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Proteins


These complex compounds are one of the most important ones in our body. They consist of many amino acids of which represents structural parts of the intracellular matrix, the cell membrane, transport system, coenzymes, antibodies, nucleic acids and many other molecules. They are important to us and for the normal cell function, its development, and reproduction. They are the “building blocks“ of all tissues.

These compounds are very important in providing the necessary energy and combustion of 1 g of these compounds release about 4 calories. The average content of these compounds in the body is about 15 % (e.g. an adult man who weighs 175 pounds has 27 pounds of these compounds in his body). Most of them are built into the skeletal muscles (43 %) and the skin (15 %).

Proteins are very complex compounds and usually contain hundreds of amino acids in a row, each connected by peptide bonds.

According to the number of amino acids in the chain, proteins are divided into:

  • Dipeptides (containing two amino acids)
  • Oligopeptides (containing up to ten amino acids)
  • Polypeptides (containing 10 or more amino acids)

Absorption and regulation of metabolism of proteins and amino acids

The human body is unable to absorb (use) whole protein molecules from food (consisting of hundreds of amino acids). They first need to be broken down into amino acids (much smaller molecules) in order for our body can use them. Since through food we consume only proteins but not the amino acids, it is necessary to, first they decompose into amino acids in the body and under the action of different enzymes (mainly trypsin). After the decomposition of these compounds to amino acids in the stomach and intestine, amino acids are transported from the intestinal lumen into the intestinal wall where they are carried to all parts of the body.

The human body has no reserves of protein, and it gets them only through food. After the meal, amino acids that we have entered are used for the synthesis of new proteins the body needs. Between meals, if our body needs amino acids, protein in the tissues will be decomposed. As soon as you start with a meal, or as soon as the concentration of amino acids raise, the body receives a signal to stop the degradation of proteins in tissues and instead uses the incoming amino acids from food. As amino acid concentration taken from food decreases, so again starts protein decomposition in tissues. This state is called a state of "temporary starvation." The following meal breaks this state of "temporary starvation," and exactly on this process is based a physiological need for regular intake of meals.

If you skip your meal, then the state of "temporary starvation" goes into starvation and then our body in every way tries to prevent protein loss. This is why in this situation the need for glucose is reduced to a minimum. Oxidation of amino acids and urea excretion are also reduced. These processes also cause the reduction of "protein turnover" (the balance between the synthesis and degradation).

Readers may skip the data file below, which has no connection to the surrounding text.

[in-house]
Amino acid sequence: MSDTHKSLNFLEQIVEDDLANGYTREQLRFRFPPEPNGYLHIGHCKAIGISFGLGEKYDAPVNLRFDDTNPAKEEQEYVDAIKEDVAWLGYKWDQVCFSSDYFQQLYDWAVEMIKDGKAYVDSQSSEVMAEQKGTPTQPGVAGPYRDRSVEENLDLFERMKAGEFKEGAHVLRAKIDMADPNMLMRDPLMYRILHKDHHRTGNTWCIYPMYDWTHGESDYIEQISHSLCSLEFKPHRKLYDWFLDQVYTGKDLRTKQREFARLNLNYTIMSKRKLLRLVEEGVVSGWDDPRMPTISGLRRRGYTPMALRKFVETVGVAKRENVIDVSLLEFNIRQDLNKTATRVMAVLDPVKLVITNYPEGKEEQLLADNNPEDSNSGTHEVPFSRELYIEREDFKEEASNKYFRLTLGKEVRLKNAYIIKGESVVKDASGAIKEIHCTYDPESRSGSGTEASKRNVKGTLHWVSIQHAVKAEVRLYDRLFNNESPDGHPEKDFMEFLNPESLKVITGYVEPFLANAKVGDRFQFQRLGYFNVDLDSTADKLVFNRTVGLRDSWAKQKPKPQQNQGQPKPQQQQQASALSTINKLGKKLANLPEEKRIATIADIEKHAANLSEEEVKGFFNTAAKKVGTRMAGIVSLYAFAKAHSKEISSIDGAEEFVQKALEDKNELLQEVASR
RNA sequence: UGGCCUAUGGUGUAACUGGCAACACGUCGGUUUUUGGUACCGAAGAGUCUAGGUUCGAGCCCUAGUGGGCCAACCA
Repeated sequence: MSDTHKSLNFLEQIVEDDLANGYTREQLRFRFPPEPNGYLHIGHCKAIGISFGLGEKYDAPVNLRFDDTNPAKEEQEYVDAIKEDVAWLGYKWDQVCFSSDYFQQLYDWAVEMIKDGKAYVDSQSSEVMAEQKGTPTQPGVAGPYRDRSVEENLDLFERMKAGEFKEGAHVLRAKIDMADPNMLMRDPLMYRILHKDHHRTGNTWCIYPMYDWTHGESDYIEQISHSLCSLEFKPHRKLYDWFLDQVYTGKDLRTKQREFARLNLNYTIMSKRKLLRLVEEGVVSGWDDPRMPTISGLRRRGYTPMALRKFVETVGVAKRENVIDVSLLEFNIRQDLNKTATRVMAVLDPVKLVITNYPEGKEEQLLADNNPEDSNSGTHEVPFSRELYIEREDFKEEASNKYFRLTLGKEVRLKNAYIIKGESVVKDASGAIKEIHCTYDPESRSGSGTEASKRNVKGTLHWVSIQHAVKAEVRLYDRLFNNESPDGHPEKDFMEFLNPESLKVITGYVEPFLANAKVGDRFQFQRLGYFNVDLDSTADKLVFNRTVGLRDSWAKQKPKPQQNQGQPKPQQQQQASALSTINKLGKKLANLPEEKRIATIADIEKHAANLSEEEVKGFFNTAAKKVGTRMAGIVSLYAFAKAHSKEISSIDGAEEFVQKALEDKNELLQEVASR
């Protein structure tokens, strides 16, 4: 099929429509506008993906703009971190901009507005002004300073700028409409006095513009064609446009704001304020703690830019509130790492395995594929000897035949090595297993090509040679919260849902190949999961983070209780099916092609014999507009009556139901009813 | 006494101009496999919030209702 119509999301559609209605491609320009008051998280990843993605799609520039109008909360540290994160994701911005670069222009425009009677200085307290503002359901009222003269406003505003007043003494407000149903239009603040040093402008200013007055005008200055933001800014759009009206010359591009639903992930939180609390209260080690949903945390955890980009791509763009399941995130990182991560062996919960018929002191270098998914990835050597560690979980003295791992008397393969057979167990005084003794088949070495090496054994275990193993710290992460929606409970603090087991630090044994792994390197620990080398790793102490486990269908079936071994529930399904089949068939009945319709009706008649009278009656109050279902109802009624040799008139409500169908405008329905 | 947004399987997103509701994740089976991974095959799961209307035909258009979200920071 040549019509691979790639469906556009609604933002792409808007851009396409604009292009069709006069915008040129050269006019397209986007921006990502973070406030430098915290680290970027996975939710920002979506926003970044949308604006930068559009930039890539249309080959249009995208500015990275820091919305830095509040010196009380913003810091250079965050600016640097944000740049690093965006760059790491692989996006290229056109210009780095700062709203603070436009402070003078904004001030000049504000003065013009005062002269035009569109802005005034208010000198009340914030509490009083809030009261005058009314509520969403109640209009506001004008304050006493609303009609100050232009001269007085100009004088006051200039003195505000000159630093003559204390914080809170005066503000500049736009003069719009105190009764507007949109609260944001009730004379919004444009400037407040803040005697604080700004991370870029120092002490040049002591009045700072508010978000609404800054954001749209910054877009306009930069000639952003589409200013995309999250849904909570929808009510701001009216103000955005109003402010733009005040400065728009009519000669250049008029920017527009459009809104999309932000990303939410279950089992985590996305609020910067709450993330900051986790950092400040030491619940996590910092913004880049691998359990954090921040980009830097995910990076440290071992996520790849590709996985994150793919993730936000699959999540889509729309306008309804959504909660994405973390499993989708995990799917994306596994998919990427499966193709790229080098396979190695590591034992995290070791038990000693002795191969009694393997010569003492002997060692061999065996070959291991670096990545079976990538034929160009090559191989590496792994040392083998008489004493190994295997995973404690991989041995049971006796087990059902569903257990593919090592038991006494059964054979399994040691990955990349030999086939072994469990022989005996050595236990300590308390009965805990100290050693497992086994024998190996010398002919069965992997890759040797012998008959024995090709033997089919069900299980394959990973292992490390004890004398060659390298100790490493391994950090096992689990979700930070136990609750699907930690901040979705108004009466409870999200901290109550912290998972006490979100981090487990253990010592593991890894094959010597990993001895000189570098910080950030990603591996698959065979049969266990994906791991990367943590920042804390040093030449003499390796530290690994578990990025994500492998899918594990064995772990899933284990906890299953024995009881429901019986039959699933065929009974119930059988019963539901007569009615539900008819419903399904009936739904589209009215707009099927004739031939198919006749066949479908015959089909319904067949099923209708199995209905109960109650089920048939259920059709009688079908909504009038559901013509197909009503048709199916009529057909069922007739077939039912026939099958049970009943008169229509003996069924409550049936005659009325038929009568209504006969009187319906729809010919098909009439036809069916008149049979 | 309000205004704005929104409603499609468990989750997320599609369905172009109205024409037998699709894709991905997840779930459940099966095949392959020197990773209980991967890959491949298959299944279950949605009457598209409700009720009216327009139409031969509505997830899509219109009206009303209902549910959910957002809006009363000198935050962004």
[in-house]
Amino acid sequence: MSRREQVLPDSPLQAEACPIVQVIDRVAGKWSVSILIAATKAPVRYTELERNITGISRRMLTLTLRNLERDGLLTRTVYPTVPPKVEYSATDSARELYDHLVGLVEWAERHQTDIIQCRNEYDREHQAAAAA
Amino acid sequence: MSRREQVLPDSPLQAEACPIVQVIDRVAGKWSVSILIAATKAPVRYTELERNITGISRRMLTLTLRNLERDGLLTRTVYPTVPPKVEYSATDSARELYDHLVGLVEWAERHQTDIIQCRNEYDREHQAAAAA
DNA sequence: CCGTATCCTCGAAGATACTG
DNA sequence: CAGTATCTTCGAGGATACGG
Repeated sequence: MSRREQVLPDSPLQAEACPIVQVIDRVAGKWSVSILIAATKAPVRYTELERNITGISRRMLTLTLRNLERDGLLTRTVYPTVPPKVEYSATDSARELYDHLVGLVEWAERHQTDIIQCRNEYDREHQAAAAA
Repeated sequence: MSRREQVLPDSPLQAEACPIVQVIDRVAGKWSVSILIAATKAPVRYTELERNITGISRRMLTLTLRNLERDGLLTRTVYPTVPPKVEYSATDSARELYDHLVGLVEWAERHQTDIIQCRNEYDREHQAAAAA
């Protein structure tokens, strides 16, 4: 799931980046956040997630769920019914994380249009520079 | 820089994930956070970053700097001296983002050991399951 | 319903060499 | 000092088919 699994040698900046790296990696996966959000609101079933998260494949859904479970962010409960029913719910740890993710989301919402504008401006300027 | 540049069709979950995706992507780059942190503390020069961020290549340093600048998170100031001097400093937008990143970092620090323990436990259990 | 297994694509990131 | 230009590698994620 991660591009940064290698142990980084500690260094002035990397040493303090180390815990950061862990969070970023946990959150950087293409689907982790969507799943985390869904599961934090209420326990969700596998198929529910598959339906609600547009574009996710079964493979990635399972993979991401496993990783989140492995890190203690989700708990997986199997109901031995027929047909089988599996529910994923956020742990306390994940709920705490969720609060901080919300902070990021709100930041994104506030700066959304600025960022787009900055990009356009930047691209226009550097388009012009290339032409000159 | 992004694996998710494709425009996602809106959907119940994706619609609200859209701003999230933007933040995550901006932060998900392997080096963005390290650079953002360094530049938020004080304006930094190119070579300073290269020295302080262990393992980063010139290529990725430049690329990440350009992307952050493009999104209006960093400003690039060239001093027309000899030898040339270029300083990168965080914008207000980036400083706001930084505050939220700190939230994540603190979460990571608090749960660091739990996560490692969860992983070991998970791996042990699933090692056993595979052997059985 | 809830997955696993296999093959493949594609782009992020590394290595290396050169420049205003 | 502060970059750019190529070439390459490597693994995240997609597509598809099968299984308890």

Sources of proteins

These compounds are very present in many foods both plant and animal origin considering that they are the most important components of all living cells. The structure of the chain of amino acids depends on the source from which it originates, and it is well known that proteins of animal origin (e.g. eggs, meat, and milk) are rich in essential amino acids and in quantities that meet the needs of an adult. Proteins from these sources are easily digested and have a high degree of utilization.

Plant sources do not contain a lot of essential amino acids, but an appropriate combination of plant foods can provide an adequate amino acid composition in the nutrition. Plant foods that are rich in essential amino acids are:

  • Soybeans
  • Sunflower
  • Fruit seeds
  • Walnut
  • Chestnut
  • Almond

Wheat and rice are also rich in many essential amino acids, but they lack lysine, while corn lack tryptophan. On the other hand, vegetables have enough lysine but lack methionine (which can be found more in rice and wheat). Therefore, it is very important to make an appropriate combination of plant foods to ensure adequate intake of essential amino acids (especially vegetarians).

The advantage of this kind of nutrition is that you will reduce the intake of foods of animal origin that are high in fat and saturated fatty acids.

Protein needs depend on age, body weight, gender, and physical activity, and you can calculate recommended protein intake by using our calculator.

Conclusion

Proteins are molecules that have perhaps the greatest importance in our body. They consist of amino acids, which are divided into essential and non-essential, depending on whether the body can make them (non-essential) or have to be taken through food (essential). They should regularly be taken, every day, so it is recommended to take a larger part of proteins from plant sources, with moderate use of meat, eggs, and milk.